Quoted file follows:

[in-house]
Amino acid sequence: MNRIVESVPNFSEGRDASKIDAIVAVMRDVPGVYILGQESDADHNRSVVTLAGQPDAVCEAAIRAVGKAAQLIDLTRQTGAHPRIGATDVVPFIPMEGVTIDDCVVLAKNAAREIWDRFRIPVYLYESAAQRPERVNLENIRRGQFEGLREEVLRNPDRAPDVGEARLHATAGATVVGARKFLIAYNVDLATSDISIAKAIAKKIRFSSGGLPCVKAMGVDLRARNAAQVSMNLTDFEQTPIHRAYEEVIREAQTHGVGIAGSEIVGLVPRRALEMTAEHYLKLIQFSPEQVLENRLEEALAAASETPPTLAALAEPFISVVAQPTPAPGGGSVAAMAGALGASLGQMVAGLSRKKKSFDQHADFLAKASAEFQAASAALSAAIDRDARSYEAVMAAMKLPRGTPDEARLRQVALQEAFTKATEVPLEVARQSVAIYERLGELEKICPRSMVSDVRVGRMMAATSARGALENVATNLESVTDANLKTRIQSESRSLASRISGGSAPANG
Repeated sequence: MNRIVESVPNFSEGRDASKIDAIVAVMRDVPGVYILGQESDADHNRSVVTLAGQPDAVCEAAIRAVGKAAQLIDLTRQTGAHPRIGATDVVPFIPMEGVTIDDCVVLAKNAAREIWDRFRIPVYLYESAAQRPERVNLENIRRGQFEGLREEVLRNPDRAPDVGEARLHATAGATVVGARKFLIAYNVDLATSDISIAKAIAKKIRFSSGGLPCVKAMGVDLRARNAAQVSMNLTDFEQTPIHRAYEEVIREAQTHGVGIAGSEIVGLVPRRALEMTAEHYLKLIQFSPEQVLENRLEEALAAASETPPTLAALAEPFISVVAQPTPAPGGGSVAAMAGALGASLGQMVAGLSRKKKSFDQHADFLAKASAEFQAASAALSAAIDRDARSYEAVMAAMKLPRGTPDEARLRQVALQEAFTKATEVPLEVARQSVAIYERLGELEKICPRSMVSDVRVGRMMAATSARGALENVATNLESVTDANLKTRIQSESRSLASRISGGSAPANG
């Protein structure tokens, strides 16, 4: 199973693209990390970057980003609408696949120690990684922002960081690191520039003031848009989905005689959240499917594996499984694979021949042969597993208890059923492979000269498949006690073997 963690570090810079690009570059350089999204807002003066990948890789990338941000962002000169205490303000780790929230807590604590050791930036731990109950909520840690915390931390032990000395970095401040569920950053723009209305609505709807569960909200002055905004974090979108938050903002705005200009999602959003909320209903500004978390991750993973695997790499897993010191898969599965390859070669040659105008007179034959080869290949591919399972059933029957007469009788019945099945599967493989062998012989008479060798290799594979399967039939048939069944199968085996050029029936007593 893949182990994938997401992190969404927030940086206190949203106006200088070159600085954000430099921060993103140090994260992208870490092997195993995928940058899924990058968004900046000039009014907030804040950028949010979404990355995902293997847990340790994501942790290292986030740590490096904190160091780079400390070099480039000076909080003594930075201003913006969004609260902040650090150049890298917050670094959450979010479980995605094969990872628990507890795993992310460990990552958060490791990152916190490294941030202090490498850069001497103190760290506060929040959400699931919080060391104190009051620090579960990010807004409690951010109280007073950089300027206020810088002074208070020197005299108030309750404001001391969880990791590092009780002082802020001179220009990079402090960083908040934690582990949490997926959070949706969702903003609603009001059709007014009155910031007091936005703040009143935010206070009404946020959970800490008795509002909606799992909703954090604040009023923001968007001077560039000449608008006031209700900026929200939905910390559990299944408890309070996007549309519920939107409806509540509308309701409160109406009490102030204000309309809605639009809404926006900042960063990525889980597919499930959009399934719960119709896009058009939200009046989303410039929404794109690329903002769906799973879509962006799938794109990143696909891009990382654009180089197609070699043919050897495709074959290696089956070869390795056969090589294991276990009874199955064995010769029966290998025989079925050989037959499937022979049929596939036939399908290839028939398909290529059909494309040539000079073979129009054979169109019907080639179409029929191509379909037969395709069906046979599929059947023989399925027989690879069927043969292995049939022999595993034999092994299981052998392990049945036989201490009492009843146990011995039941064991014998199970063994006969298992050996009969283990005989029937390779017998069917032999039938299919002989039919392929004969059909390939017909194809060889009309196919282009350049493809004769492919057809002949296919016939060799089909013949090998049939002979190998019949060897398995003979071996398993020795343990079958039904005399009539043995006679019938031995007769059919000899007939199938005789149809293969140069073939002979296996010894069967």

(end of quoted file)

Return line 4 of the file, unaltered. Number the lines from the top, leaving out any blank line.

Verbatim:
């Protein structure tokens, strides 16, 4: 199973693209990390970057980003609408696949120690990684922002960081690191520039003031848009989905005689959240499917594996499984694979021949042969597993208890059923492979000269498949006690073997 963690570090810079690009570059350089999204807002003066990948890789990338941000962002000169205490303000780790929230807590604590050791930036731990109950909520840690915390931390032990000395970095401040569920950053723009209305609505709807569960909200002055905004974090979108938050903002705005200009999602959003909320209903500004978390991750993973695997790499897993010191898969599965390859070669040659105008007179034959080869290949591919399972059933029957007469009788019945099945599967493989062998012989008479060798290799594979399967039939048939069944199968085996050029029936007593 893949182990994938997401992190969404927030940086206190949203106006200088070159600085954000430099921060993103140090994260992208870490092997195993995928940058899924990058968004900046000039009014907030804040950028949010979404990355995902293997847990340790994501942790290292986030740590490096904190160091780079400390070099480039000076909080003594930075201003913006969004609260902040650090150049890298917050670094959450979010479980995605094969990872628990507890795993992310460990990552958060490791990152916190490294941030202090490498850069001497103190760290506060929040959400699931919080060391104190009051620090579960990010807004409690951010109280007073950089300027206020810088002074208070020197005299108030309750404001001391969880990791590092009780002082802020001179220009990079402090960083908040934690582990949490997926959070949706969702903003609603009001059709007014009155910031007091936005703040009143935010206070009404946020959970800490008795509002909606799992909703954090604040009023923001968007001077560039000449608008006031209700900026929200939905910390559990299944408890309070996007549309519920939107409806509540509308309701409160109406009490102030204000309309809605639009809404926006900042960063990525889980597919499930959009399934719960119709896009058009939200009046989303410039929404794109690329903002769906799973879509962006799938794109990143696909891009990382654009180089197609070699043919050897495709074959290696089956070869390795056969090589294991276990009874199955064995010769029966290998025989079925050989037959499937022979049929596939036939399908290839028939398909290529059909494309040539000079073979129009054979169109019907080639179409029929191509379909037969395709069906046979599929059947023989399925027989690879069927043969292995049939022999595993034999092994299981052998392990049945036989201490009492009843146990011995039941064991014998199970063994006969298992050996009969283990005989029937390779017998069917032999039938299919002989039919392929004969059909390939017909194809060889009309196919282009350049493809004769492919057809002949296919016939060799089909013949090998049939002979190998019949060897398995003979071996398993020795343990079958039904005399009539043995006679019938031995007769059919000899007939199938005789149809293969140069073939002979296996010894069967």